It’s that time of year again. People are receiving their W-2’s in the mail and going through receipts to see what they can get a credit for or get deducted from their taxes. My husband is a business owner and tax time is stressful for him. He has hundreds of receipts to go through to look for anything that can be a deduction, he has to get all of his business paperwork in order, and it just always seems like a huge mess. Even though it is a lot of work, it is giving us the money back we need by finding out how we can get more out of our tax returns.
Boost By Rethinking Your Filing Status
Your filing status can greatly affect your refund size, especially if you are married. Most married couples file jointly, but it is not always the best way to boost your refund amount. You can file as married-filing-separately, which is going to take a lot more effort. This may seem like a lot of work, but by putting in your time will offer a decent tax savings. The IRS uses a percentage of adjusted gross income to determine which deductions can be used. This could be anything from medical expenses to certain miscellaneous expenses, such as a lunch with clients. If you file separately, it gives each spouse a lower adjusted gross income. If one spouse travels a lot for work may have travel expenses such as baggage fees that require separate filing. Expenses can also add up for a spouse who is unemployed but looking for work. This could include long distance calls, preparing their resume, career counseling and more. This could also be a miscellaneous deduction that reduces taxable income. Although filing separately may seem like a great idea, it has drawbacks such as losing out on credits that would be available to those filing jointly.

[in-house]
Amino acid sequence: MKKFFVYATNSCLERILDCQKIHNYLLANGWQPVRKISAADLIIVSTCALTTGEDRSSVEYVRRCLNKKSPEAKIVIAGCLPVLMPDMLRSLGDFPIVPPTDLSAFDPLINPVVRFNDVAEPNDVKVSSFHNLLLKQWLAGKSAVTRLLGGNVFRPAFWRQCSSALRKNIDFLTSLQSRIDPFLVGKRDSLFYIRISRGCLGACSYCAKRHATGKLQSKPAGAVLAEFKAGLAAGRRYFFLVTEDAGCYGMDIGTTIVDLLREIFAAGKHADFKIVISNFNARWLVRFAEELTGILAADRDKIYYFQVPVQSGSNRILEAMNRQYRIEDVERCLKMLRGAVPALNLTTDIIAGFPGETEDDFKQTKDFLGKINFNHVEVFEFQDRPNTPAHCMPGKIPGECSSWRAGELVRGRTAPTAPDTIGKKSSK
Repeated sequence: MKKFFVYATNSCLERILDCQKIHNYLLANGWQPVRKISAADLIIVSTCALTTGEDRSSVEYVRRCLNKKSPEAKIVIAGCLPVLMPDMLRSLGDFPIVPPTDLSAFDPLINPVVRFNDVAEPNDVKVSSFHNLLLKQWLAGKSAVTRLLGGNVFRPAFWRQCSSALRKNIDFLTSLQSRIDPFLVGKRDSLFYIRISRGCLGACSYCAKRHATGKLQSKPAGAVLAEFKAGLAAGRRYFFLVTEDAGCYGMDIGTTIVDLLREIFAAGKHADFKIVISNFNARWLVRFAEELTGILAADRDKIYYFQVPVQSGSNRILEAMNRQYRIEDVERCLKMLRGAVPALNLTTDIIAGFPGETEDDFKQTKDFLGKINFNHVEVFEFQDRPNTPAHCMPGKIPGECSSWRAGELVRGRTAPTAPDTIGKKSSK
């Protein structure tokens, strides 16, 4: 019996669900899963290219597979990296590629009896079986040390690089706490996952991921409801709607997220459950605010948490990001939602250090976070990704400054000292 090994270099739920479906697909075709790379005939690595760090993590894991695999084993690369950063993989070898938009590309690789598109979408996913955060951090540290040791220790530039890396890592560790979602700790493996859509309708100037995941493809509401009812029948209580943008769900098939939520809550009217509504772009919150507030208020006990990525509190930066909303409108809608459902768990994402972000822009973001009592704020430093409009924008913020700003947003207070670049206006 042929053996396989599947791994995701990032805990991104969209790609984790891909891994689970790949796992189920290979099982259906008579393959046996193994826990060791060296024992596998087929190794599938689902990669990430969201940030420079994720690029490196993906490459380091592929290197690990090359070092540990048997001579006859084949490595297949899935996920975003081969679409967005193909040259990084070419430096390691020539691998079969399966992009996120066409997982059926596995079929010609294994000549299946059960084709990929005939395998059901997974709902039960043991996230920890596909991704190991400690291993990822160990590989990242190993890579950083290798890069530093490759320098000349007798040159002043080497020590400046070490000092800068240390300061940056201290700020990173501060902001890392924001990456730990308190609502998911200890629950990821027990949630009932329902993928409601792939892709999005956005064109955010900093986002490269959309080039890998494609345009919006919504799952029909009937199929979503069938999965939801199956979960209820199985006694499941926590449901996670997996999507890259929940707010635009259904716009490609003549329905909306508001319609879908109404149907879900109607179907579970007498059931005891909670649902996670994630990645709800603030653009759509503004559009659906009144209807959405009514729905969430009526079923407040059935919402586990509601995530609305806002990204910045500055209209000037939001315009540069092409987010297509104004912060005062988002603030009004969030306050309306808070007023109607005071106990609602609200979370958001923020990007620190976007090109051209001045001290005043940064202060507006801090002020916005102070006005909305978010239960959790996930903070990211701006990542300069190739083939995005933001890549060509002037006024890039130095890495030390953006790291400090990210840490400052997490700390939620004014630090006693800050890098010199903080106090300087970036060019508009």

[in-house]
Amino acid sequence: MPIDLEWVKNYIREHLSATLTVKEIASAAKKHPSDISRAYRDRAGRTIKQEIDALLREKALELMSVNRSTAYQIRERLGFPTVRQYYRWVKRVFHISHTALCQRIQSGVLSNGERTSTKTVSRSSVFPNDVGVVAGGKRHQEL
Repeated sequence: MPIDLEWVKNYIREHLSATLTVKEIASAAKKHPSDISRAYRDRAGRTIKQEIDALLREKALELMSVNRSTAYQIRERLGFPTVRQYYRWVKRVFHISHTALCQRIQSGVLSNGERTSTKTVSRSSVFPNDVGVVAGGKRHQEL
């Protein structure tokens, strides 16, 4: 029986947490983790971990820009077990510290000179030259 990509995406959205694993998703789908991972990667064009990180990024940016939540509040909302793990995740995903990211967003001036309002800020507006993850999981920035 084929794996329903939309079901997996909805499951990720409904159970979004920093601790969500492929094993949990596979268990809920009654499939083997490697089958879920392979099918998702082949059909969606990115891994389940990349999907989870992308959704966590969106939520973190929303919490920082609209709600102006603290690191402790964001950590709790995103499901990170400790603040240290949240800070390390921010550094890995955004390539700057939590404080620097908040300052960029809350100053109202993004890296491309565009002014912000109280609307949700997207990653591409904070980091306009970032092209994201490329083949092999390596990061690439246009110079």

Find As Many Deductions As Possible
Yes, this seems like the obvious answer, but a lot of people aren’t aware of exactly what they can claim as a deduction. If you keep a trip log for things such as job-hunting, doctor’s appointments, and volunteer work, the miles will add up and represent deductions. Parking, toll and bus or taxi receipts can support your mileage claim. You can record the miles you drove and use that as a write off for the cost of using your ar through the standard mileage rate. If you keep adequate records of your travel expenses, this can help you reach the minimum percentage of adjusted gross income for deductions in the miscellaneous category.
Moving for a new job that is 50 miles or more away is another way your tax refund can be boosted. You can deduct moving, storage, travel expenses and anything else that is related to your relocation.
Charitable deductions help your refund cause as well. Keeping good records lets you add up the money spent doing charitable work. You can also claim the market value of any clothing or household things you donate and if you baked for a fundraiser, the cost of ingredients can be deducted.
Getting the most out of your tax return may seem like hard work and too much effort with too little time, but in the end, you will have more money in your pocket if you take that extra time. My husband spends weeks preparing to submit his tax return as a business owner. And once we get that check that is enough to pay bills, our kids school tuition, and buy anything else he need for the business, we realize that it is worth the weeks of preparation.